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recognition process. Recently O'T oole et al. [36] compared and analyzed the performance of f ace recognition systems ag ainst human ability to recognize similar f ace images. A successful linear model to the human performances will pro vide more in depth comparison of a person' s ability to recognize f ace images with that of the f ace recognition algorithms. Also, the modeling and analyzing algorithms using linear models, is not limited to f ace recognition algorithms, or in general, to an y other biometric modalities. The proposed learning approach can also be e xtended to the object recognition process, as well as local manifold e xploration of an y classication problems. A closer look at our modeling scheme will re v eal that, the proposed modeling approach is in f act a systematic approach to approximate the global manifold of f ace images as observ ed by the f ace recognition algorithms. Hence, in case of object classiers, we can e xtend the proposed w ork to approximate an y manifold with a cascade of linear models which will be an equi v alent procedure to the piece wise linear approximation of the manifold. At present, the distance based learning approach is limited to the distances between objects in spatial domains, ho we v er the learning approach can also be e xtended to incorporate temporal information and can be useful to analyze algorithm for video processing. 92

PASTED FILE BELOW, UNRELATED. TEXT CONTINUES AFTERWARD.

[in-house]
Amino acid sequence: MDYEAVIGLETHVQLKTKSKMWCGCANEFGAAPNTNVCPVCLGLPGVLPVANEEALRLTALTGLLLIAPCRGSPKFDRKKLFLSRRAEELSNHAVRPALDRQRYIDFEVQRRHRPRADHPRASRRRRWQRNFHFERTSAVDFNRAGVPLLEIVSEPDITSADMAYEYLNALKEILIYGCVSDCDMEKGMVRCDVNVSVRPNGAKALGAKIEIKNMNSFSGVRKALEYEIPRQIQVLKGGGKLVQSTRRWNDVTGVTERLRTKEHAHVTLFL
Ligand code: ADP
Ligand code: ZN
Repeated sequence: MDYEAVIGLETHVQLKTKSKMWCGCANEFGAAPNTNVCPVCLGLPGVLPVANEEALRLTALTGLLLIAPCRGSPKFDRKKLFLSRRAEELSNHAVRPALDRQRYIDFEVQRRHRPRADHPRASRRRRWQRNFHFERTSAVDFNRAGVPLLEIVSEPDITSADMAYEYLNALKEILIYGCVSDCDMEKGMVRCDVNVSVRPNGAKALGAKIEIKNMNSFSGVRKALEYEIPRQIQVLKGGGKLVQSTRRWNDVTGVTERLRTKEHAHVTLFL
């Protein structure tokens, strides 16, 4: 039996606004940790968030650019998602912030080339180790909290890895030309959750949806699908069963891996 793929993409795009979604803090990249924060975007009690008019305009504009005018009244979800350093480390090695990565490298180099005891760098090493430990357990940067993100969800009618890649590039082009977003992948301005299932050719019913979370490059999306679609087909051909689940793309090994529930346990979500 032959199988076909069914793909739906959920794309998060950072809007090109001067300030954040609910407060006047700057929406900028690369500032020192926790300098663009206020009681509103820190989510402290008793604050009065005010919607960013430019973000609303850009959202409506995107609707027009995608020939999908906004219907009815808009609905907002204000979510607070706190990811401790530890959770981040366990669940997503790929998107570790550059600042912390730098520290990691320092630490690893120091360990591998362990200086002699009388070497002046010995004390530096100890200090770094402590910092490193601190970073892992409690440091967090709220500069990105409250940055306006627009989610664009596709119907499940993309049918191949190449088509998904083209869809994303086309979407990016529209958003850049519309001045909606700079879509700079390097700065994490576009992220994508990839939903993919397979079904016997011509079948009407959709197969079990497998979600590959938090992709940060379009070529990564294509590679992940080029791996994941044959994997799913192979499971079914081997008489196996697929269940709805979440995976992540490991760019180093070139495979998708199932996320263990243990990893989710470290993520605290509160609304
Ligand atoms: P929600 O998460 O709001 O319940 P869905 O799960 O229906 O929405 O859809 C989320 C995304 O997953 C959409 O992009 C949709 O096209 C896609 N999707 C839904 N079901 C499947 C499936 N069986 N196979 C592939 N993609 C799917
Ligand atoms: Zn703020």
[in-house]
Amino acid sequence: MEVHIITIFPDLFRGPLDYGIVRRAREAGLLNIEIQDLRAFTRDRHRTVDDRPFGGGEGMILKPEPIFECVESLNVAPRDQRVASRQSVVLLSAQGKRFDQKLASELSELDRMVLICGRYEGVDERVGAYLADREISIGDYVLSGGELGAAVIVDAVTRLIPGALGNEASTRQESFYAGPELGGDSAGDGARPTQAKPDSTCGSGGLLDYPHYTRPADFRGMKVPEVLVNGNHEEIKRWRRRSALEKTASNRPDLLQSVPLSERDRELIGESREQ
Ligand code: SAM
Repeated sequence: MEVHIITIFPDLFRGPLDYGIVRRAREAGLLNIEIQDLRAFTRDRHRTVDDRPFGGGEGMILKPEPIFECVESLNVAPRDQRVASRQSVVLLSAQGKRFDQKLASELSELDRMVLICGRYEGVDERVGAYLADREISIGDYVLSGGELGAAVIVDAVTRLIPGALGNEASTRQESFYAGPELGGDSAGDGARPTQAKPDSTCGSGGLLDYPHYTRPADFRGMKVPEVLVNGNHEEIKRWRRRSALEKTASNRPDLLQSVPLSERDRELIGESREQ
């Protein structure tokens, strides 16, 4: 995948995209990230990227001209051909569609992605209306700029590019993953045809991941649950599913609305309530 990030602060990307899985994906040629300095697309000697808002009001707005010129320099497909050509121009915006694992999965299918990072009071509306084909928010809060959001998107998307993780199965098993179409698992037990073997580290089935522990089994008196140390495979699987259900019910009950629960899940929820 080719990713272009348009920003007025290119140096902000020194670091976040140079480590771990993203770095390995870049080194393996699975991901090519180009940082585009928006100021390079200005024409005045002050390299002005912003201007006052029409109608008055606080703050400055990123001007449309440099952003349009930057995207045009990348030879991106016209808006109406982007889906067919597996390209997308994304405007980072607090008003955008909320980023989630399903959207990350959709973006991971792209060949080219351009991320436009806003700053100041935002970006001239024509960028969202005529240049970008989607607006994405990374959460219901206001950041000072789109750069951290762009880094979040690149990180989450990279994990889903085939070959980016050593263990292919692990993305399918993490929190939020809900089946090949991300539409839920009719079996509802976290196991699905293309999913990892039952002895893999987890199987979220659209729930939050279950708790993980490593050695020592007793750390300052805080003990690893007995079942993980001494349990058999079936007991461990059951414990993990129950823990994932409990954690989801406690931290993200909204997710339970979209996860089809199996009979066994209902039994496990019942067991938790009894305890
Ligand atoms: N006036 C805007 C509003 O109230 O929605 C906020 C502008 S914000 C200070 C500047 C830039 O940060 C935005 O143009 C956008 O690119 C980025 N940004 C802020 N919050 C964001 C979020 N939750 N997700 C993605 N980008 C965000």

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ABOUT THE A UTHOR Pranab Mohanty recei v ed the M.S. de gree in Mathematics from the Utkal Uni v ersity Orissa, India in 1997 and M.S. de gree in computer science from the Indian Statistical Institute, Calcutta, India in 2000. He is currently a PhD candidate at the Uni v ersity of South Florida. His research interests include biometrics, image and video processing, computer vision and pattern recognition.